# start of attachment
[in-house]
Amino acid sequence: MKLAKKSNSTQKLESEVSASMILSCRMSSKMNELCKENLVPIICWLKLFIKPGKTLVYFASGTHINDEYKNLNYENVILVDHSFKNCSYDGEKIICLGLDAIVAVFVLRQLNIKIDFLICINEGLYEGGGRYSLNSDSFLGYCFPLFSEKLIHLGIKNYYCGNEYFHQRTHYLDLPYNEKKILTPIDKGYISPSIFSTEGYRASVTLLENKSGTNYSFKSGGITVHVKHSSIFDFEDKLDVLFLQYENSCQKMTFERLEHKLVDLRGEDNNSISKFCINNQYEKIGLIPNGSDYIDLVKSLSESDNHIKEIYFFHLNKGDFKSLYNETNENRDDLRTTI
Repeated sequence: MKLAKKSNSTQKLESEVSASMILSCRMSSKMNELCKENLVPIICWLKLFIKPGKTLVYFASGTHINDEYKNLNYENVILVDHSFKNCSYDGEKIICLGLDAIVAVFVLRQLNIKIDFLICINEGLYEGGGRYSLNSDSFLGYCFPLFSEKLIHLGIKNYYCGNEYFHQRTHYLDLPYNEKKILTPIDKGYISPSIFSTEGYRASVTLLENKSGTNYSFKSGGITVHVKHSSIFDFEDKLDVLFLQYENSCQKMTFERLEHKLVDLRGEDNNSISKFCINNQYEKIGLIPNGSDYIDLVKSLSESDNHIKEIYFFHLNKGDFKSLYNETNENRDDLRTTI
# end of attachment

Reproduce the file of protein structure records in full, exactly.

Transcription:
[in-house]
Amino acid sequence: MKLAKKSNSTQKLESEVSASMILSCRMSSKMNELCKENLVPIICWLKLFIKPGKTLVYFASGTHINDEYKNLNYENVILVDHSFKNCSYDGEKIICLGLDAIVAVFVLRQLNIKIDFLICINEGLYEGGGRYSLNSDSFLGYCFPLFSEKLIHLGIKNYYCGNEYFHQRTHYLDLPYNEKKILTPIDKGYISPSIFSTEGYRASVTLLENKSGTNYSFKSGGITVHVKHSSIFDFEDKLDVLFLQYENSCQKMTFERLEHKLVDLRGEDNNSISKFCINNQYEKIGLIPNGSDYIDLVKSLSESDNHIKEIYFFHLNKGDFKSLYNETNENRDDLRTTI
Repeated sequence: MKLAKKSNSTQKLESEVSASMILSCRMSSKMNELCKENLVPIICWLKLFIKPGKTLVYFASGTHINDEYKNLNYENVILVDHSFKNCSYDGEKIICLGLDAIVAVFVLRQLNIKIDFLICINEGLYEGGGRYSLNSDSFLGYCFPLFSEKLIHLGIKNYYCGNEYFHQRTHYLDLPYNEKKILTPIDKGYISPSIFSTEGYRASVTLLENKSGTNYSFKSGGITVHVKHSSIFDFEDKLDVLFLQYENSCQKMTFERLEHKLVDLRGEDNNSISKFCINNQYEKIGLIPNGSDYIDLVKSLSESDNHIKEIYFFHLNKGDFKSLYNETNENRDDLRTTI